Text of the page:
In London's mayoral race, the Labour Party's Sadiq Khan beat Conservative Party candidate Zac Goldsmith to become the city's first Muslim mayor.
The results came in early on Saturday local time, more than a day after the polls closed.
According to the BBC, Khan was ahead of Goldsmith by a comfortable margin after the first votes were counted; he led 44.2 percent to 35.6 percent. The Associated Press reports that election officials say Khan defeated his rival "by more than 300,000 votes, after first- and second-preference votes were allocated."
The Guardian reports that Khan beat Goldsmith by 57 percent to 43 percent after the second round.
Khan's religion became a flashpoint throughout the campaign. The AP writes that "Khan, who calls himself 'the British Muslim who will take the fight to the extremists,' accused Goldsmith of trying to scare and divide voters in a proudly multicultural city of 8.6 million people — more than 1 million of them Muslim."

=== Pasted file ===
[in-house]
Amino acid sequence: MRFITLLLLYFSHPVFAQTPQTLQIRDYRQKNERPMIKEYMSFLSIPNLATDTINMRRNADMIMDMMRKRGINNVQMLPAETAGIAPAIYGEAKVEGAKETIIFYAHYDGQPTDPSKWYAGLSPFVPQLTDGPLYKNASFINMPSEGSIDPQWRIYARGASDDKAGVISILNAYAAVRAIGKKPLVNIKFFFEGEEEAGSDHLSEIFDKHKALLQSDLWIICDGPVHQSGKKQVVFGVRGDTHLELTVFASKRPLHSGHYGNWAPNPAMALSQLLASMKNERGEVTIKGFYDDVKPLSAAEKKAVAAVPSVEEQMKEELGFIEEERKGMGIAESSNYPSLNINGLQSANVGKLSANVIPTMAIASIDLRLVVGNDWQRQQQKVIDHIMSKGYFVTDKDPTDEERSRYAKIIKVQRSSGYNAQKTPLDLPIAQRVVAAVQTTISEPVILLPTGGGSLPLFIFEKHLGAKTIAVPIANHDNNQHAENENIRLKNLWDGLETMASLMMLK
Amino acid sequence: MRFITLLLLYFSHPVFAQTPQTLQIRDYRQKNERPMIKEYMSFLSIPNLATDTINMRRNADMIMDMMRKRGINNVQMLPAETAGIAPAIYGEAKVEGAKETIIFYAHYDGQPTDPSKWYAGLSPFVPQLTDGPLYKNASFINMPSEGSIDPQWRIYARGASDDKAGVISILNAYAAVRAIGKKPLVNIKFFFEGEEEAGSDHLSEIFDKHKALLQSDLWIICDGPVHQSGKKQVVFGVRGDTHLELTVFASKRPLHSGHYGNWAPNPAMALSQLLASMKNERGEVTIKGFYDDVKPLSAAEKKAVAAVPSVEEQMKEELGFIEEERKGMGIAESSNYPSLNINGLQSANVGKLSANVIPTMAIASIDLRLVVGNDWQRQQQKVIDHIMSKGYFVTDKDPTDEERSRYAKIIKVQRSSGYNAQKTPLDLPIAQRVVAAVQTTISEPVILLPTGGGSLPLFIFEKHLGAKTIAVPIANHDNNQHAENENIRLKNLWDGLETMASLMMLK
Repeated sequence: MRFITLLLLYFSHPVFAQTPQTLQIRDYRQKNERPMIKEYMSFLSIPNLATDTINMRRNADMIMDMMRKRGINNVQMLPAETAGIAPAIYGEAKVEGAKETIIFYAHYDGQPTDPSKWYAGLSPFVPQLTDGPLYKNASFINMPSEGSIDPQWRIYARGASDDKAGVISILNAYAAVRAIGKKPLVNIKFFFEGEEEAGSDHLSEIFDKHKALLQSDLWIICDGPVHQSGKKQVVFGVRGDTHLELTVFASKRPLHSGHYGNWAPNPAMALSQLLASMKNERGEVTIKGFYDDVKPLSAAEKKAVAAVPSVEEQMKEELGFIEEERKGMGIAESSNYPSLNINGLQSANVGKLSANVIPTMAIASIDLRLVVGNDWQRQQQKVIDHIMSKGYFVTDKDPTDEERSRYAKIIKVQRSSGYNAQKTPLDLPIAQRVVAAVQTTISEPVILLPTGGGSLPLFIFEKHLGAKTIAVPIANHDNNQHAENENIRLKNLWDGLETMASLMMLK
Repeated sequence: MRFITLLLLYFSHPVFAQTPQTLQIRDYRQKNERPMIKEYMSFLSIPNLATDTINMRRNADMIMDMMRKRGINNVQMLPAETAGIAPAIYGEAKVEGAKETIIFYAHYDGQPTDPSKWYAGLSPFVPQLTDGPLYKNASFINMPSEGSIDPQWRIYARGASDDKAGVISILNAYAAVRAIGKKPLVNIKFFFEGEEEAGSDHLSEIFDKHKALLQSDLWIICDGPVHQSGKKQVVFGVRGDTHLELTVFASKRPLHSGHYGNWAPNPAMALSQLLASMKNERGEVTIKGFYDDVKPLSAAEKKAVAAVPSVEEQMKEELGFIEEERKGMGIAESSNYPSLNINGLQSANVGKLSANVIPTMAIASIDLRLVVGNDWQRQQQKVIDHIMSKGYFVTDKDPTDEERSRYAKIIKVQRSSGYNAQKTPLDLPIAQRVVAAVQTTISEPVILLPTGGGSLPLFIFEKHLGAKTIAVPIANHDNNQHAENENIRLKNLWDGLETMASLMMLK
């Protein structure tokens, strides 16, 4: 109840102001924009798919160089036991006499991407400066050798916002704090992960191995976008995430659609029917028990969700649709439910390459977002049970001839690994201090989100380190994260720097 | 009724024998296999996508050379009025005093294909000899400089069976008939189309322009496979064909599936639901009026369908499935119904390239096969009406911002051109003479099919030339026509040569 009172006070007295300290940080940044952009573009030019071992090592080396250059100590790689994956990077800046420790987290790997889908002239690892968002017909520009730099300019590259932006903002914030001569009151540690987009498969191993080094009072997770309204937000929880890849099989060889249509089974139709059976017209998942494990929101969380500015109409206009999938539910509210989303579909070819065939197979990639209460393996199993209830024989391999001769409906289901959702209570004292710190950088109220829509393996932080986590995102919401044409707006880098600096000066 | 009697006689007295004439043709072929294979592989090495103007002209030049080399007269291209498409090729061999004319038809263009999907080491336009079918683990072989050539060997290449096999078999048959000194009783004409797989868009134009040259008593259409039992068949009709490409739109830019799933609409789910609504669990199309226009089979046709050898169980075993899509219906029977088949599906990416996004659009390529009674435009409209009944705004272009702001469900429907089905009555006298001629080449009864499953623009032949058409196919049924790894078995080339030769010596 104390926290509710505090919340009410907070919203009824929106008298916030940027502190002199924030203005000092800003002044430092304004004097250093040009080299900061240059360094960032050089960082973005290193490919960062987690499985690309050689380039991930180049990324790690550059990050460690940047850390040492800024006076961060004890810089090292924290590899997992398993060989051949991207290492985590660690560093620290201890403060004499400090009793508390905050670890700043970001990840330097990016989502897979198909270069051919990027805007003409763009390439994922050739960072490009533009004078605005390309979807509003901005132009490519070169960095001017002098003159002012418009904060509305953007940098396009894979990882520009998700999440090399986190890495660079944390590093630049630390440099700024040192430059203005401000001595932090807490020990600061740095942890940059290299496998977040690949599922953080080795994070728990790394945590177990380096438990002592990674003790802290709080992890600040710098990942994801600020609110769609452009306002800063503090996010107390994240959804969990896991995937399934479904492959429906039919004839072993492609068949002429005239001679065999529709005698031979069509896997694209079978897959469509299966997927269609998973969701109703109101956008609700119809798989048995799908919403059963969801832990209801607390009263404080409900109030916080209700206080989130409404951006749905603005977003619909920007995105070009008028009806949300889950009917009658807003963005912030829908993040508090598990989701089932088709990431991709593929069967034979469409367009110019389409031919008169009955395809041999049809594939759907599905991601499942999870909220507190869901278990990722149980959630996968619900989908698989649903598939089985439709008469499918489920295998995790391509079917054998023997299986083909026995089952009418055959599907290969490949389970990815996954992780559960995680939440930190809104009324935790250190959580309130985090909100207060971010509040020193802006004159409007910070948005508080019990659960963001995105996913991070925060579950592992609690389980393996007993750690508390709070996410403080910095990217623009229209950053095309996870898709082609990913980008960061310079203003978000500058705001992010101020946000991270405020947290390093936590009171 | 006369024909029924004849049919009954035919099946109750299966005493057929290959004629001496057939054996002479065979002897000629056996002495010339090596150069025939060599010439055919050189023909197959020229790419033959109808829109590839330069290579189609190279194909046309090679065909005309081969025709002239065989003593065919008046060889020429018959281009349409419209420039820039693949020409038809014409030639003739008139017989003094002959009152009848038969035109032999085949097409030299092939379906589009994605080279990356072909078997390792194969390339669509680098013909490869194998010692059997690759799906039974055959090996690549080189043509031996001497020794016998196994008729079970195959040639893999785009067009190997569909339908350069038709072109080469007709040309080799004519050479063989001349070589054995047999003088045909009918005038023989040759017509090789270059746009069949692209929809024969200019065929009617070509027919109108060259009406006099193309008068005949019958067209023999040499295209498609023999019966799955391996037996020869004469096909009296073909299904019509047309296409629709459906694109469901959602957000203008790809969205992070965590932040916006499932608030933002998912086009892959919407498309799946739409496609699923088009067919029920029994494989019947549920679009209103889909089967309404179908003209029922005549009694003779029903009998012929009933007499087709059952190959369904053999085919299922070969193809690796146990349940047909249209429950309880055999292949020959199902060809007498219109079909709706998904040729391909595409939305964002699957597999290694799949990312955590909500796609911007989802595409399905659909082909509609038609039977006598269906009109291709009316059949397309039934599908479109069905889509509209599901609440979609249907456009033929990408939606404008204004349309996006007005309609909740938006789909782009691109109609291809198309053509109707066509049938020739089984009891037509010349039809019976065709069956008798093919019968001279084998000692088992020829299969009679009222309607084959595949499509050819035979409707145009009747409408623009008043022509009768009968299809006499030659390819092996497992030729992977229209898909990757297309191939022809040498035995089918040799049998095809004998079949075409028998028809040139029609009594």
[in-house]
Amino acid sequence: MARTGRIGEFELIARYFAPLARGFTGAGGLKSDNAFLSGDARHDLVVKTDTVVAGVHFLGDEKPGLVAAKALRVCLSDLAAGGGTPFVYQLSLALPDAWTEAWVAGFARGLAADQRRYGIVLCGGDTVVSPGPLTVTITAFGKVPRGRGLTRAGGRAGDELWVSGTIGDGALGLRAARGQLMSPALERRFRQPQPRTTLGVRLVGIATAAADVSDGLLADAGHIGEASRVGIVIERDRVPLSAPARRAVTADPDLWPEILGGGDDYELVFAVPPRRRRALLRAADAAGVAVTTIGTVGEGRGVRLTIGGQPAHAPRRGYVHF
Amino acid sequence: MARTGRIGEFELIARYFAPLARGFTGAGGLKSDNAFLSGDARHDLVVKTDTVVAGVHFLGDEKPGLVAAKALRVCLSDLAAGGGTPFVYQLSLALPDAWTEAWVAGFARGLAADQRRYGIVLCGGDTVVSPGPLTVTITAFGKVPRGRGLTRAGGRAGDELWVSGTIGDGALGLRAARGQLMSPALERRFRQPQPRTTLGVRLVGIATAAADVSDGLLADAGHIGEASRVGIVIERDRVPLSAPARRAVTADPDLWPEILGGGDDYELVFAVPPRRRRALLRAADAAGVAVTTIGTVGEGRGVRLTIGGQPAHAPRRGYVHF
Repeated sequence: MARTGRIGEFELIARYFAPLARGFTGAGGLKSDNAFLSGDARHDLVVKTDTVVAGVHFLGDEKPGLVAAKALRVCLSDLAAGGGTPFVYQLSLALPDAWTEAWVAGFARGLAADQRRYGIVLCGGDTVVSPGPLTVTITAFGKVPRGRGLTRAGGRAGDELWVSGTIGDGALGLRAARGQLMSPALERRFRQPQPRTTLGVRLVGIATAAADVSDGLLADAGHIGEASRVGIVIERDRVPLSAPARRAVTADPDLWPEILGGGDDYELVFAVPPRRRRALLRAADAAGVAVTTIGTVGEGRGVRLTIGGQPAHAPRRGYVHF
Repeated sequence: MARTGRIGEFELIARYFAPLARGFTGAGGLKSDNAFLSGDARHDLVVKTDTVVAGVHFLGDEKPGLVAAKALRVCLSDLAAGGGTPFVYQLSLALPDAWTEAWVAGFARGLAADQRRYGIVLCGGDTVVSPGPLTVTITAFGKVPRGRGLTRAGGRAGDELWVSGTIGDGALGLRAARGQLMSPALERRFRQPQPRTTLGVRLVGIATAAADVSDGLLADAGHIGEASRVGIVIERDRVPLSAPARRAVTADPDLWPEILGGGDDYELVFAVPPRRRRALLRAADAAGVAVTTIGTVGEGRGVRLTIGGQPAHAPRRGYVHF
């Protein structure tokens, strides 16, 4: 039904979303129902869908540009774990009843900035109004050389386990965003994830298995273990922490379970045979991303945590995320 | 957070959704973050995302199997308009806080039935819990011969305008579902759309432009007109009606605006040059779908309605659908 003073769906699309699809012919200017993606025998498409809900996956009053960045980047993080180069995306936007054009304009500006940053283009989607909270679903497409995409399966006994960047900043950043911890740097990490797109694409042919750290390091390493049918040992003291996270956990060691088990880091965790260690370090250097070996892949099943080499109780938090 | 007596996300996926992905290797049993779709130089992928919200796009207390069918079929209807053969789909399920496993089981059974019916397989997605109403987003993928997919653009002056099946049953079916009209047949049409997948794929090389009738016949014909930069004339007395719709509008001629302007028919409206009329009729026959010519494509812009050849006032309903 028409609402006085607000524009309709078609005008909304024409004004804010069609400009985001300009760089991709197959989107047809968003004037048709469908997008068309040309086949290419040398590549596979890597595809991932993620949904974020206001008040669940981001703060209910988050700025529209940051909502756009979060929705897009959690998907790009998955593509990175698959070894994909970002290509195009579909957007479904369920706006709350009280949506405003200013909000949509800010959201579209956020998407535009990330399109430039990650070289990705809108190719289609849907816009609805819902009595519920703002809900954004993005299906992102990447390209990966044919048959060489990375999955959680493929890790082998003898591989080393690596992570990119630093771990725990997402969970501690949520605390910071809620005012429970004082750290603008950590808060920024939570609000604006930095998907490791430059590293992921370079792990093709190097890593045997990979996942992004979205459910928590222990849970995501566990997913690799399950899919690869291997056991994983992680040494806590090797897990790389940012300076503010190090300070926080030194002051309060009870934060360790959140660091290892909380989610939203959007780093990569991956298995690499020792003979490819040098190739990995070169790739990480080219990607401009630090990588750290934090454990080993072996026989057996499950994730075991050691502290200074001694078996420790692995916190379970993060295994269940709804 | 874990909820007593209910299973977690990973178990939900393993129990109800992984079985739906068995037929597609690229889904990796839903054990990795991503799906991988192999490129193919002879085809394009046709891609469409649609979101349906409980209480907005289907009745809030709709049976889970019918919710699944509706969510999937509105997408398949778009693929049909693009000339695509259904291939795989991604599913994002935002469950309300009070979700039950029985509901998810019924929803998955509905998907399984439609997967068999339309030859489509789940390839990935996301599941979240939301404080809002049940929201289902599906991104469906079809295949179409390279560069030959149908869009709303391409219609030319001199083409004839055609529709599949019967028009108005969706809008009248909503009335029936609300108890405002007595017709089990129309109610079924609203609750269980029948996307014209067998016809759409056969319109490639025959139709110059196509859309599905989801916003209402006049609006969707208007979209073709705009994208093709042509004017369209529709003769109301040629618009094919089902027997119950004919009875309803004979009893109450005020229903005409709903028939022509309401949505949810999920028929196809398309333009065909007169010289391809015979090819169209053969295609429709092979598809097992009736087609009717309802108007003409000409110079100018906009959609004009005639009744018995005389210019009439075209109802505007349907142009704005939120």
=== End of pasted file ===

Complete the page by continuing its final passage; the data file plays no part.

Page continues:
Goldsmith responded by accusing Khan of "playing the race card," the BBC reported in January.
As the Two-Way reported earlier this week, the two candidates occupied very different spaces in the political and social world:
"Khan, who is Muslim, was a human rights lawyer before joining Parliament. His parents immigrated to London from Pakistan. His father was a bus driver in the city for more than 25 years, according to his campaign website.
"As Lauren Frayer reports for NPR, Khan 'was born in South London, one of eight children. The family lived in public housing.'
"Goldsmith, an environmental activist, used to edit The Ecologist magazine. His father was billionaire Sir James Goldsmith.
" 'They're the two faces of London, rich and poor, immigrant and blue blood,' Lauren notes."
In his victory speech, Khan was quoted by The Guardian as saying that he's proud London chose "hope over fear, and unity over division."